Esports coach says Pride’s video success is result of a team effort – including his assistants



The university’s eSports facilities are always packed – with official Pride team members practicing or competing or with students looking to fill time between classes.

Being head coach does not mean always being in charge.

“I don’t coach every game,” said Justin Bragg, head coach of PNW’s eSports team. “I coach League of Legends. Student coaches mostly help out with other games.”

Though he only actively coaches LoL, Bragg knows what it takes to be a coach and to be a player.

“A good coach exemplifies leadership as well as holding the team accountable for its actions,” he said. “Being good at the game also helps.

“Being an ideal [eSports team] member or recruit is similar to … traditional sports like soccer or basketball,” said Bragg. “Selflessness. Good student. Good grades. Any team experience.”

Though the eSports team record is 9-9 overall, Bragg is confident about the season that started in January.

“We play leagues throughout the year and the record doesn’t exactly portray our accurate league ranking,” said Bragg. “We play in some of the best leagues in the country, and I am very happy with our performance.”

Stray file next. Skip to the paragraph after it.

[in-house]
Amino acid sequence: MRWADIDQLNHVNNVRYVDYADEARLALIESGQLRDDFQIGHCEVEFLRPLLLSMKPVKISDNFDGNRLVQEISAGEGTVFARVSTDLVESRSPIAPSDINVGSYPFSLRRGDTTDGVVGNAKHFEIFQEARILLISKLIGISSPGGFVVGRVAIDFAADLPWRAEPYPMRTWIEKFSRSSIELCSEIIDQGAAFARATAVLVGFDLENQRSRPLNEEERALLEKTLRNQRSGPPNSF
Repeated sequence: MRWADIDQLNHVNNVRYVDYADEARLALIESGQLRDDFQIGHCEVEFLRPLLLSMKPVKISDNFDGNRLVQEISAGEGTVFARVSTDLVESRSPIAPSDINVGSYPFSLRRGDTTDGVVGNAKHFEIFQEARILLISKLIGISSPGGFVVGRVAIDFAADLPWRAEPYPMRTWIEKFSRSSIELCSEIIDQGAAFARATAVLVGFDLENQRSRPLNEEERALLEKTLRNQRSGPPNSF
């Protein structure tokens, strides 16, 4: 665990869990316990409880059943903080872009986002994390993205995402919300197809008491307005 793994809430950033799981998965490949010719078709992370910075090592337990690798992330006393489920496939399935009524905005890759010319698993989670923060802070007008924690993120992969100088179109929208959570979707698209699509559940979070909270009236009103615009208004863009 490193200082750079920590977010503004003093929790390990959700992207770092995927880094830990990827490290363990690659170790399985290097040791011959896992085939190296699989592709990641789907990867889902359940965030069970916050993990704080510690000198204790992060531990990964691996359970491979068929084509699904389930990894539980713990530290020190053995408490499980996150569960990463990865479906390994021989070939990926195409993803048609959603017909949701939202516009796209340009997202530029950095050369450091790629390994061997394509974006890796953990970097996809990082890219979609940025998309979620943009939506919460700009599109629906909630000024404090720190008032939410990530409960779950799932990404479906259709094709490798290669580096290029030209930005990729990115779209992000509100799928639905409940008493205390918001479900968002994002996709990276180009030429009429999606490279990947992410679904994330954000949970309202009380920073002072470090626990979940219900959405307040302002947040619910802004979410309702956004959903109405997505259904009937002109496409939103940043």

He said some other coaches attempt to “farm” for wins to make their teams look better.

“Sometimes teams will go into a league that they know they will play against to make their record seem better than it is,” said Bragg. “When the college season arrives, the leagues that farmed for wins will lose because … they didn’t challenge themselves [in the preseason].”

He said PNW, which finished its LoL season 12-2 last year, remains strong. 

“There are only a handful of teams that give us trouble, and they are probably the top 10 teams in the country,” said Bragg. 

He said he sees nothing but growth in the future for PNW’s teams and sport in general.

“eSports is consistently growing,” said Bragg. “When I started coaching … there were only about 40 schools that had eSports programs. Now there are well over 400. Colleges are realizing that eSports leagues are an effective way to get more students. 

“For PNW, I see our arena growing increasingly as students join the eSports league,” he said. “And there are more opportunities for students to join when tournaments allow multiple teams to compete for the school. For example, we currently have four Rocket League teams [each game] that can still expand to allow students to participate in the program.”